If I have a C harp, the #1 hole blow note is a C. Then, if you were to draw a G note note (regardless of actual hole number) would that be 2nd position? (no relation whatsoever to the #2 hole correct?)
Then, is that G note where you theoretically end up at after a turnaround or a lick?
And that is considered cross harp, correct?
And as for RTFM, I have been reading and reading, maybe it's paralysis by analysis but I am just not understanding the definition of position.
Last Edited by on Jul 01, 2010 4:41 PM
Thats about right. You start and finish on G (draw 2 on a C harp) because G is the root note of the tune. If you start and finish on D (draw 4 on a C harp) you'd be playing in third position.
Last Edited by on Jul 01, 2010 4:19 PM
There is a handy chart that shows you what harmonica to use to play cross harp. Theoretically, with the right combination of bends, overblows and overdraws you can play in any key. In practice, blues is usually played in second position. (It requires just regular blows, draws and bends.)
Position is just a way to describe what hole you start on. I think it follows the circle of fifths. It looks complicated, but you just follow it around and it works.
In music theory they usually use a piano to show how the notes work. A major key is a pattern of notes and skipped notes. For instance, the key of C Major on the piano is all white keys, and you skip all the black keys and starts on the C note. You play a note, skip a note, play a note, skip a note, play a note, play a note again, skip a note, play a note... oh shoot, I lost my place! Just look at a picture of a piano. Each note, black or white, is a half step higher than the note to it's left.
The major scale is a pattern of notes (that happens, in C Major) to be all white notes. Black keys on the piano are either sharps or flats, (they are basically called a sharp or a flat depending on whether the key needs a particular letter of the alphabet!) On a C harmonica you have all the notes for the key of C, but the notes that would be black on a piano are missing, so you have to play bends, overblows, etc. to get them.
The circle of fifths looks confusing, but it's really just a handy chart that shows how this all works. It may seem strange that you go from G to C (instead of G to Ab) but it's just a way to organize the information. C has no sharps. G has 1. D has 2. Then the back side of the circle is the flat keys. Since G only has one sharp it's fairly easy to play on a harmonica with no flats.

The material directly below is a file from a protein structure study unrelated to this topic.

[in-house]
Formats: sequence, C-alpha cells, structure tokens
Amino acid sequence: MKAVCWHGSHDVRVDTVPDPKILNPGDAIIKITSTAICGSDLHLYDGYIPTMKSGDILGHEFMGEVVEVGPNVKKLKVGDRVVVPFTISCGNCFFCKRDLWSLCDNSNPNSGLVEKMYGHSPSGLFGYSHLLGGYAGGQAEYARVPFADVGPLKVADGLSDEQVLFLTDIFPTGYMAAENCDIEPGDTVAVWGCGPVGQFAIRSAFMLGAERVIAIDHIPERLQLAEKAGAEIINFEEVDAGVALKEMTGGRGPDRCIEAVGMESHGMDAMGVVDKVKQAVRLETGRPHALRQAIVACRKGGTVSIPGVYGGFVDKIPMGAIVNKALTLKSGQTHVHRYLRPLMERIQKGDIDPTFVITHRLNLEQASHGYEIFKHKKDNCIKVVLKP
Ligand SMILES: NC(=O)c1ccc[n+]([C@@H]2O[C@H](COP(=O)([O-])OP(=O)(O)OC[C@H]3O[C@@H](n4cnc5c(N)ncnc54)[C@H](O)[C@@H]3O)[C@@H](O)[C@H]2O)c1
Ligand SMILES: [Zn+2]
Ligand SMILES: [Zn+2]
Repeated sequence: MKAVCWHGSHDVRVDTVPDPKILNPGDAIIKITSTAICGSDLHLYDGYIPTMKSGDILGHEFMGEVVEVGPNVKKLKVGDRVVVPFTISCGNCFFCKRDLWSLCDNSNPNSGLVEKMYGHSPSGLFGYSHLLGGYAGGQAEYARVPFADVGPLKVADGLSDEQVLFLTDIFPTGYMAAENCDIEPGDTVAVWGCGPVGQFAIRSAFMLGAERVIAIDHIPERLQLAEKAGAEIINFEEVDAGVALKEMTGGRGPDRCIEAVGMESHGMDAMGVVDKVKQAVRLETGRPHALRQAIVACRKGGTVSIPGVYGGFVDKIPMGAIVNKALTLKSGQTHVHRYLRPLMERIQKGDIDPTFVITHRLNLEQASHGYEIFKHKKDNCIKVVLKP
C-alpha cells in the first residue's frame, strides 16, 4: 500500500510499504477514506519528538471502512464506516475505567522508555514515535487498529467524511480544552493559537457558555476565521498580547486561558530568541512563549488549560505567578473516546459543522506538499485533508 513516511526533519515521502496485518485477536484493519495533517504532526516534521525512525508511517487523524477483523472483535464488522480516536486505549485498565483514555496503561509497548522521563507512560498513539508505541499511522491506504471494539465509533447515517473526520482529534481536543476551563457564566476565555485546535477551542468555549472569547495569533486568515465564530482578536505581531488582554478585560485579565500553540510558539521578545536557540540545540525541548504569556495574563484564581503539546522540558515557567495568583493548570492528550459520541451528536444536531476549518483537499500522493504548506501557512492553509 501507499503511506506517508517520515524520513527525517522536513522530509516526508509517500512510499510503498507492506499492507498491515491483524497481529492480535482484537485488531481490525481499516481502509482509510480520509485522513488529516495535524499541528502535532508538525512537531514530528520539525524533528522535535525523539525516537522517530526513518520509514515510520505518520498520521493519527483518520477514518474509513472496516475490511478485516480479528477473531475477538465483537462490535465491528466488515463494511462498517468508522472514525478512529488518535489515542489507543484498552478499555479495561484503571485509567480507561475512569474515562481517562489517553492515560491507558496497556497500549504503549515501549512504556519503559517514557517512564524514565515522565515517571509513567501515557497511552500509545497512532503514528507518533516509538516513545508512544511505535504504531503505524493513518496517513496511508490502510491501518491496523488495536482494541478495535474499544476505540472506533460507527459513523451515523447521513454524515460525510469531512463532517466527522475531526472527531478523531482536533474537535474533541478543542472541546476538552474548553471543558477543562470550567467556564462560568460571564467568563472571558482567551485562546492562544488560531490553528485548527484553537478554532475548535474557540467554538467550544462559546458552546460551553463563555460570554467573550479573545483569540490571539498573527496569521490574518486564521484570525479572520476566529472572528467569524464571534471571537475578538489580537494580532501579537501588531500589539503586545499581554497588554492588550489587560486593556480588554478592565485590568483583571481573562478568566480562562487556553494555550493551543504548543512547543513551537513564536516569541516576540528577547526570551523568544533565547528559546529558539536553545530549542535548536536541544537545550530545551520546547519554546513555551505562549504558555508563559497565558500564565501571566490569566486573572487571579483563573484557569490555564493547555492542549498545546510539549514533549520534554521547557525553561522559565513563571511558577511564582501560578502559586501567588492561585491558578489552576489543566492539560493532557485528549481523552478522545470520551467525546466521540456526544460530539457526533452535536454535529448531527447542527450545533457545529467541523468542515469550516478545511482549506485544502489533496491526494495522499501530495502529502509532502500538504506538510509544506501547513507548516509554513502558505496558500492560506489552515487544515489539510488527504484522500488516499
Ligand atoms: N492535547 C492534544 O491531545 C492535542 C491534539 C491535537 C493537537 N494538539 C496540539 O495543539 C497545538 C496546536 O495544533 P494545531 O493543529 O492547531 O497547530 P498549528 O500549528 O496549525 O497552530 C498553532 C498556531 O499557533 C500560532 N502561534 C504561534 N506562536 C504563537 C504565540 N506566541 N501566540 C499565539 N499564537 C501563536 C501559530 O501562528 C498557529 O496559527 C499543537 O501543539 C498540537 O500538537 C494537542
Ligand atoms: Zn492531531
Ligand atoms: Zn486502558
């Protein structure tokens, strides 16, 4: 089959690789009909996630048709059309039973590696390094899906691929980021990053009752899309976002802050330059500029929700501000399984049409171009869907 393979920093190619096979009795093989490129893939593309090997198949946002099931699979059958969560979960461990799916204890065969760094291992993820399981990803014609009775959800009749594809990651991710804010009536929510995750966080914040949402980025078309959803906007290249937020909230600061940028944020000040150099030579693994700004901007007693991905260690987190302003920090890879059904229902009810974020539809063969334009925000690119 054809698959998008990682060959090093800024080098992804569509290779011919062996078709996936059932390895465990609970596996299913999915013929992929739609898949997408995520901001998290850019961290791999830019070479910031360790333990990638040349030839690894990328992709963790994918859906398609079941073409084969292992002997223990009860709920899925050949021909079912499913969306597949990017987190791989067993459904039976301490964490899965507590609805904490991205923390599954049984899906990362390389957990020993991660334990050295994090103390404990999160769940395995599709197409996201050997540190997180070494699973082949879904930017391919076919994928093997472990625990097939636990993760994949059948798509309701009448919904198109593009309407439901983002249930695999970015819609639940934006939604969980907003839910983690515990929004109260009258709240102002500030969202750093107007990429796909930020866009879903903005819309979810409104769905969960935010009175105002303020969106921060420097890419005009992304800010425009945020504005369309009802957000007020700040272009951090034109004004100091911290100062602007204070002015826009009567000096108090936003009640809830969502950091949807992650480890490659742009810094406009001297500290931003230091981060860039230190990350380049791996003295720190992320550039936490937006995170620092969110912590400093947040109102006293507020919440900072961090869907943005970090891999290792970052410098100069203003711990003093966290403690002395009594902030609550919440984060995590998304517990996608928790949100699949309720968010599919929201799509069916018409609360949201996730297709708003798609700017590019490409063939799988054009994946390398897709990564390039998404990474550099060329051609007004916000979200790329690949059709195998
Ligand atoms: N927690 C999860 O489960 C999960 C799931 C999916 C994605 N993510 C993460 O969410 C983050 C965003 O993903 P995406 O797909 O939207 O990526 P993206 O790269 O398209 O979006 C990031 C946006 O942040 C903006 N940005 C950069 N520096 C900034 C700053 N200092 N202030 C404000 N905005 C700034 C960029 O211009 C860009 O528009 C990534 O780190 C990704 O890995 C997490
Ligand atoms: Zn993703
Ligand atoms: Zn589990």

Okay, since we're asking dumb quesitons: 1) Why on the octives of chromatic and the 4-7 on diatonic does the scale reverse blows on the 7th and 8th high notes? Blow-draw, blow-draw, blow-draw, DRAW-BLOW? 2) The Richter tuning seems odd to me when I get to the high notes in each diatonic key (hole 7 and up). Is there a more smooth sounding tuning? I know many custom tune these reeds. Thanks for the help.
Last Edited by on Jul 01, 2010 5:30 PM
Jim, I'm not sure with the chromatic. There are chromatics with different numbers of holes, so it can very, but Richter tuning is set up on the assumption that you are going to be playing the melody in the middle octave, so you get all your notes there, and still be able to easily play chords.
There are lots of other tunings besides Richter, but it can get complicated to explain because there are a couple meanings to the word 'tuning'. One meaning, the meaning used when you say Richter Tuning, is what arrangement of notes there is. There is, for instance, Richter Tuning, Paddy Tuning, Circular Tuning, Spanish Tuning (check out overblow.com for a huge list of tunings.) Then there is the meaning of tuning which has to do with how closely to the ideal note each note is tuned to. The mathematical relationship between, say C1 and C2 is that each octave you go up the frequency is 1/2 the frequency. Unfortunately, mathematically 12 (the number of notes) doesn't divide in evenly. This creates all sorts of problems. There are Equal, Just, Compromise tunings. If you want to play chords, try a harmonica like the Marine Band (Just). If you want to play melody play a harmonica like the Golden Melody (equal). It's got to do with how they solved this problem mathematically.
With chromatics, the octaves just keep revolving upward, up to 4 octaves on a 16 hole -- so four octave range, but the same blow pattern as the middle octave on the diatonic. I just wonder why it changes the blow pattern on the last two high notes.
That explains something for me on the types of tuning for equal, just and comp. I've steered away from MB and toward GM and Spec 20, and now even more to the Suzuki.
It's a big musical world out there -- and we still have to learn to play!! :)
Tahoe, I had Circle of Fifths for my computer wallpaper for a while!
When I was learning the order of sharps and flats for key signatures there was a mnemonic to remember them by. It works for half of the circle, but not the other half. I haven't figured out why. Father Charles Goes Down And Ends Battle (that's the order for sharps) for flats it's reversed to Battle Ends And Down Goes Charles's Father. F C G D A E B. That gets half the circle.
Actually, it sort of works the other way too, but it gets more complicated because they are flat keys. Bb Eb Ab Db Gb/F# work counterclockwise but it doesn't go all the way around.
The Richter tuning was designed so that soldiers of whatever empire could play popular tunes of the 1850's, and heathens could be taught Christian hymns. The rest is the blues. I guess the harp was the original iPod.